Apache lights a fire under Hadoop with Spark

Apache Spark might provide a faster alternative to Hadoop MapReduce

The Apache Software Foundation has announced the first production-ready release of Spark, analysis software that could speed jobs that run on the Hadoop data-processing platform.

Dubbed the "Hadoop Swiss Army knife," Apache Spark provides the ability to create data-analysis jobs that can run 100 times faster than those running on the standard Apache Hadoop MapReduce.

MapReduce has been widely criticized as a bottleneck in Hadoop clusters because it executes jobs in batch mode, which means that real-time analysis of data is not possible.

Spark provides an alternative to MapReduce in that it executes jobs in short bursts of micro-batches that are five seconds or less apart. It also provides more stability than real-time, stream-oriented Hadoop frameworks such as Twitter Storm.

The software can be used for a variety of jobs, such as an ongoing analysis of live data, and, thanks to a software library, more computationally in-depth jobs involving machine learning and graph processing.

Using Spark, developers can write data-analysis jobs in Java, Scala or Python, using a set of more than 80 high-level operators.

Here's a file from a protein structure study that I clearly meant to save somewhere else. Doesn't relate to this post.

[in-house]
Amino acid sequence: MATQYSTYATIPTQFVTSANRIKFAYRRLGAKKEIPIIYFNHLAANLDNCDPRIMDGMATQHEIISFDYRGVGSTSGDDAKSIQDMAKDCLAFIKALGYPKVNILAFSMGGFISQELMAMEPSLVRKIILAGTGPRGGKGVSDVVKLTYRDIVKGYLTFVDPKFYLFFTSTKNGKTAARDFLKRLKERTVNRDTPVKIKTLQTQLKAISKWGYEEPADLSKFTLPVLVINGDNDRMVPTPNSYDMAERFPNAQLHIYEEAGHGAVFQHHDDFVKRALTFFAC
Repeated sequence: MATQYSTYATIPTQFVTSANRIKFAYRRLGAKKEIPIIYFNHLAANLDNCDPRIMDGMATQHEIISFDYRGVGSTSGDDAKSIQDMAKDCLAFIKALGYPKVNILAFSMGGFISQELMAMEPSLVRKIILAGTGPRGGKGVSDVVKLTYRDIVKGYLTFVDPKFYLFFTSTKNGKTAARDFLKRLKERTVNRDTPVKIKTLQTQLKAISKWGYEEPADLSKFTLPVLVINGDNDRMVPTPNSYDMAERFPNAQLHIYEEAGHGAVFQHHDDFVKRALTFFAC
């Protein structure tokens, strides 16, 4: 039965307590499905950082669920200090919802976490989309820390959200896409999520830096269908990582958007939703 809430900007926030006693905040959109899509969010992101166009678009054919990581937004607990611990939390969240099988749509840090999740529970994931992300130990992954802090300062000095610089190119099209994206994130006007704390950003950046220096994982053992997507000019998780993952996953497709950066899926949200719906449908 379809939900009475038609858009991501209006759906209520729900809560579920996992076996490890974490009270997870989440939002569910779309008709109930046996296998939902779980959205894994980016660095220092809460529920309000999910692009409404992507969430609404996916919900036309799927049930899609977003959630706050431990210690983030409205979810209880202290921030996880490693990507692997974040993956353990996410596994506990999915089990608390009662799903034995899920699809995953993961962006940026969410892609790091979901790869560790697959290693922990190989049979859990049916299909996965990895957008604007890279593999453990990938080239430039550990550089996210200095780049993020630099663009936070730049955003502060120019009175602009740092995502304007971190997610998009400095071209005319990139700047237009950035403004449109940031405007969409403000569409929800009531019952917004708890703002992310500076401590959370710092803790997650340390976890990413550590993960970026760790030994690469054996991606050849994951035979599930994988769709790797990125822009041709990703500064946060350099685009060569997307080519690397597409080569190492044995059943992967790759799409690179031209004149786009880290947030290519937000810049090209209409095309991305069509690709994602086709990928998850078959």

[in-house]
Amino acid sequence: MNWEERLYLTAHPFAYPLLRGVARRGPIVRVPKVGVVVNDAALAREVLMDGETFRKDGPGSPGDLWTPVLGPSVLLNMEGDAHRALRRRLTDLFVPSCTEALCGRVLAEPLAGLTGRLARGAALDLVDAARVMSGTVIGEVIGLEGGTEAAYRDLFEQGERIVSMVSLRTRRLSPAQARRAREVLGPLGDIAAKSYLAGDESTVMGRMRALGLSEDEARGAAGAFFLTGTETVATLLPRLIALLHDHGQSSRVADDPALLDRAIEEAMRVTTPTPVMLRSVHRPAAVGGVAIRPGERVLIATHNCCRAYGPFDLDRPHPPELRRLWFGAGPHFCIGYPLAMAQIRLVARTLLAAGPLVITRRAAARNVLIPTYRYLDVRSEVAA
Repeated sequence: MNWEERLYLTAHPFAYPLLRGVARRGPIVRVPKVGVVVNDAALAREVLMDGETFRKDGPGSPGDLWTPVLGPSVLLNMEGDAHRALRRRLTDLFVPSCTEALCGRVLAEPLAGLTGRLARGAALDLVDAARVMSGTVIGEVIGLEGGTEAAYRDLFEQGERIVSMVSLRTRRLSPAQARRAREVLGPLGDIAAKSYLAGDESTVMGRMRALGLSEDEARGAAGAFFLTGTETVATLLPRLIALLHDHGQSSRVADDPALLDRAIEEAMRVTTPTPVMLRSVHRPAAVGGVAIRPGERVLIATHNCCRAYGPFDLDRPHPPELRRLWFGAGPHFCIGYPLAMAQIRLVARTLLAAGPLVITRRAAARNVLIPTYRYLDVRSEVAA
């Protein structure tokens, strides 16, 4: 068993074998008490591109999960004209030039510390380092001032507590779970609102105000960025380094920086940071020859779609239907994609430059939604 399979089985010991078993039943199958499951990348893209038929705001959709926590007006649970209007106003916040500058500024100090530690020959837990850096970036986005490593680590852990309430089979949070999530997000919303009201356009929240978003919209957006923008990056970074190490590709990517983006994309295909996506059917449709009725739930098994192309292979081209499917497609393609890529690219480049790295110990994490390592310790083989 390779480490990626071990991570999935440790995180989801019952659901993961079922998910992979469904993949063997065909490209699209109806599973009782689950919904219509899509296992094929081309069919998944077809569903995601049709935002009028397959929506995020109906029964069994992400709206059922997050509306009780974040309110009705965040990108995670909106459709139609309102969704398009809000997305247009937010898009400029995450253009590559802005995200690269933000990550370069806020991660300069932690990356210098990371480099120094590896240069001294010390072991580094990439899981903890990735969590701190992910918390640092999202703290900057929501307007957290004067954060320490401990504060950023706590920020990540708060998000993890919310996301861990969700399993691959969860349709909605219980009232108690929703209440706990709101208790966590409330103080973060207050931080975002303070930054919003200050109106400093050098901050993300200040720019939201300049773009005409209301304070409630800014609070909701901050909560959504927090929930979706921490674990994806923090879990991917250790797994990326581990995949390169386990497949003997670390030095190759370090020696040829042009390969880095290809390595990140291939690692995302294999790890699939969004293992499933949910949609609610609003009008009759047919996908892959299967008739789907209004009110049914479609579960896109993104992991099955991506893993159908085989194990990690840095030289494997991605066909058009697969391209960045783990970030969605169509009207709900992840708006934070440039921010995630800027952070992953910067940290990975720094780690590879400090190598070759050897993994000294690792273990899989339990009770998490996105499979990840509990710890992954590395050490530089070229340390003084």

With the version 1.0 release, Apache Spark now offers a stable API (application programming interface), which developers can use to interact with Spark though their own applications.

Also new for version 1.0 is a Spark SQL component for accessing structured data, allowing the data to be interrogated alongside unstructured data in analysis work.

Apache Spark is fully compatible with Hadoop's Distributed File System (HDFS), as well as with other Hadoop components such as YARN (Yet Another Resource Negotiator) and the HBase distributed database.

The University of California, Berkeley's AMP (Algorithms, Machines and People) Lab originally developed Spark, and Apache adopted it as an incubator project in June 2013. IT companies such as Cloudera, Pivotal, IBM, Intel and MapR have all folded Spark into their Hadoop stacks. Databricks, a company founded by some of the developers of Spark, offers commercial support for the software.

Both Yahoo and NASA, among others, use the software for daily data operations.

As with all Apache software, Apache Spark has been issued under the Apache License version 2.0.

Tags applicationsDatabrickssoftwaredata mining

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Joab Jackson

IDG News Service

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